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How to: Build a Hosting Application

This topic is specific to a legacy technology that is retained for backward compatibility with existing applications and is not recommended for new development. Distributed applications should now be developed using the  Windows Communication Foundation (WCF).

By itself, the RemotableType class defined in the How to: Build a Remotable Type topic is not special. To enable objects in other application domains to create instances of this object remotely, you must build a host or listener application to do the following things:

  • Choose and register a channel, which is an object that handles the networking protocols and serialization formats on your behalf.

  • Register your type with the .NET remoting system so that it can use your channel to listen for requests for your type.

The .NET Framework includes three default channels, HttpChannel (which uses SOAP formatting by default), TcpChannel (which uses binary formatting by default), and IpcChannel (which uses binary formatting by default). HttpChannel can be used through firewalls without opening a port and it supports standard security and authentication protocols. For more information about choosing channels that suit your scenario, see Channels.

You can build listener applications using any type of application domain — a Windows Forms application, an ASP.NET Web application, a console application, a Windows Service (also known as a Windows NT Service), or any other managed application domain. Because remote configuration is done for each application domain, the application domain must be running to listen for requests.

Unlike COM, remoting does not start the host or server application for you. This is an important difference between .NET remoting and remote activation in COM.

Configuration can be done programmatically or by using an application or machine configuration file.

The remoting system uses the information in this file to listen for and route remote requests to an instance of a remotable type. The file specifies the server-activation mode, the type name and assembly of the type on behalf of which it is to listen, and the object Uniform Resource Identifier (URI) or external name of the object. (For more information about object URIs and remoting, see Activation URLs.)

Although there are only a few settings in the preceding configuration file, most of the problems using .NET remoting occur because some of these settings are either incorrect or do not match the configuration settings for client applications. It is easy to mistype a name, forget a port, or neglect an attribute. If you are having problems with your remoting application, check your configuration settings first.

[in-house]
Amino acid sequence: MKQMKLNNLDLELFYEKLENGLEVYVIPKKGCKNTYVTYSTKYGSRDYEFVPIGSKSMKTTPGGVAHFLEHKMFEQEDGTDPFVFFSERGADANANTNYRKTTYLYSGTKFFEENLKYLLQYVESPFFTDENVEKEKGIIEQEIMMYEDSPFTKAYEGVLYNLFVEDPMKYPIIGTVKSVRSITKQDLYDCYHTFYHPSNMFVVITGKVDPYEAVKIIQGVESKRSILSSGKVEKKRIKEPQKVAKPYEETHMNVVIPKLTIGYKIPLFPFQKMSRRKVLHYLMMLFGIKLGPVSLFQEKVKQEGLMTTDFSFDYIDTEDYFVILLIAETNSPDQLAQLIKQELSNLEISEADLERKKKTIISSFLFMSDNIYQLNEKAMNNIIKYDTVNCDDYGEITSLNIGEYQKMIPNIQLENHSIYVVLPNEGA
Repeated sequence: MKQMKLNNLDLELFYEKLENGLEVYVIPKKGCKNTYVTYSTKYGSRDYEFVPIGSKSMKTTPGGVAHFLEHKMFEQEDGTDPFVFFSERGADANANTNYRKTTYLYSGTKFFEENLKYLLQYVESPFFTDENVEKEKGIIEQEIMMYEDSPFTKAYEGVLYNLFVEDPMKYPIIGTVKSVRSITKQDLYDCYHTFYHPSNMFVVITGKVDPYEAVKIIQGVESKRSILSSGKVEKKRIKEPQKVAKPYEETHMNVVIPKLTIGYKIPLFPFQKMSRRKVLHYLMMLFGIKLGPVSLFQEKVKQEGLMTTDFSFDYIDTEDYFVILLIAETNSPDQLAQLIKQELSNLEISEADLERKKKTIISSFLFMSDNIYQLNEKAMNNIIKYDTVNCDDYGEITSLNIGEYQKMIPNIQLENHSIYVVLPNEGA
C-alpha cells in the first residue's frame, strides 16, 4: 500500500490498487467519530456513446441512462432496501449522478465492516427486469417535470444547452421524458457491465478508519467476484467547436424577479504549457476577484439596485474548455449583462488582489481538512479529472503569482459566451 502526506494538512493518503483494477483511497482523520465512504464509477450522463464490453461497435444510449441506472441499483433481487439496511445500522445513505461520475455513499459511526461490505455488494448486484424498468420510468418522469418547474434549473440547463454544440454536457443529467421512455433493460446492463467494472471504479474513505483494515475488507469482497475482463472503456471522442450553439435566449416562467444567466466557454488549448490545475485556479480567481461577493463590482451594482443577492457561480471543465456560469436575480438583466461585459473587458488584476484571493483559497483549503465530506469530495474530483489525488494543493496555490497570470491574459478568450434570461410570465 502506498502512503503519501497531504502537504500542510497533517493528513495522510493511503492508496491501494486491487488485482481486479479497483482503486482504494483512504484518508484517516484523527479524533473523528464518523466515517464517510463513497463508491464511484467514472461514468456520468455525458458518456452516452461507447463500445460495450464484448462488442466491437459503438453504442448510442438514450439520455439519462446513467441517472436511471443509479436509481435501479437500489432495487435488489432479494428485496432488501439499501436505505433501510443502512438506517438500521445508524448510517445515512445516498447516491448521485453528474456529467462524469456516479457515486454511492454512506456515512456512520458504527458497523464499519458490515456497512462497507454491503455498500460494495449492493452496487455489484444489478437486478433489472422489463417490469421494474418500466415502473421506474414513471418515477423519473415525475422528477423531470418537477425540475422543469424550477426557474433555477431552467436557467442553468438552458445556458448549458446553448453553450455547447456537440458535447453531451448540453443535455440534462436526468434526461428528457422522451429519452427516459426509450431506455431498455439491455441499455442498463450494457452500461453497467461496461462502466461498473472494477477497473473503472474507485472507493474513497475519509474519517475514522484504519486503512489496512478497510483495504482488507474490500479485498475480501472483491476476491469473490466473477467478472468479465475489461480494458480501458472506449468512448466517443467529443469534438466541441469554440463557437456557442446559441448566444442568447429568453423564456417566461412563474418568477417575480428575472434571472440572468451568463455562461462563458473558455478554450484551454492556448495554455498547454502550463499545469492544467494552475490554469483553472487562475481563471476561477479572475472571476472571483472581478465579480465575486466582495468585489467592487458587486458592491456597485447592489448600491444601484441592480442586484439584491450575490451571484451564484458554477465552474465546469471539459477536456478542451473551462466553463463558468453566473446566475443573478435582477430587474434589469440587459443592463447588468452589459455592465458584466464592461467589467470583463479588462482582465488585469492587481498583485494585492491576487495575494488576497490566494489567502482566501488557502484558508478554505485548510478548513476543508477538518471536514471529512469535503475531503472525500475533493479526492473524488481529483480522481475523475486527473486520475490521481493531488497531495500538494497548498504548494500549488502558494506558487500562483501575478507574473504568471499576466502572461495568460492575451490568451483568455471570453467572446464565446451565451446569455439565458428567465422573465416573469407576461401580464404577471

Using a configuration file enables you to change the remoting configuration without recompiling your executable, among other things. For information about the configuration of the .NET remoting infrastructure, see Remoting Settings Schema.

See How to: Compile and Run a Basic Remoting Application for complete instructions on how to build and run this sample.

To implement a simple host application domain that uses a configuration file

  1. Continuing on from the How to: Build a Remotable Type, create another directory under remoting and call it host. Create a configuration file for the remote class. The host application must be able to load the configuration for the remote class, and therefore, the configuration file should be saved in the same directory as the host application's assembly, or it is not found and an exception is thrown. The following code shows a configuration file that specifies the remote object is a Singleton, its implementation is a class called RemotableType located in an assembly called RemotableType. Next, an HttpChannel is registered listening on port 8989. Save this file in the remoting\listener directory. The filename should follow the pattern of app-name.exe.config. In this case it is called listener.exe.config.

                   type="RemotableType, RemotableType" 
                <channel ref="http" port="8989"/>
  2. Create a new source file for your language of choice. At the top of the source file import the System.Runtime.Remoting namespace:

    Imports System
    Imports System.Runtime.Remoting

    using System;
    using System.Runtime.Remoting;
  3. In the Main method, load the configuration file that configures the remote class, display a message letting the user know the host is running, and then wait for a key press. Save this file in the remoting\listener directory.

    public class Listener
        public static void Main()
            RemotingConfiguration.Configure("Listener.exe.config", false);
            Console.WriteLine("Listening for requests. Press enter to exit...");
  4. Copy the RemotableType.dll generated in How to: Build a Remotable Type into the remoting\listener directory. The host application must reference this assembly. Compile this class into an executable by typing the following command:

    csc /noconfig /r:RemotableType.dll Listener.cs
  5. You now have an assembly called Listener.exe. Try running it now to see if the configuration succeeds. A security dialog may be displayed if a firewall is currently blocking the 8989 port. If so click the "Unblock" button to temporarily open the firewall on that port.

  6. For information about how to use the remotable type, see How to: Build a Client Application.


// Listener.cs
using System;
using System.Runtime.Remoting;

public class Listener
    public static void Main(string[] args)
        RemotingConfiguration.Configure("Listener.exe.config", false);
        Console.WriteLine("Listening for requests. Press enter to exit...");

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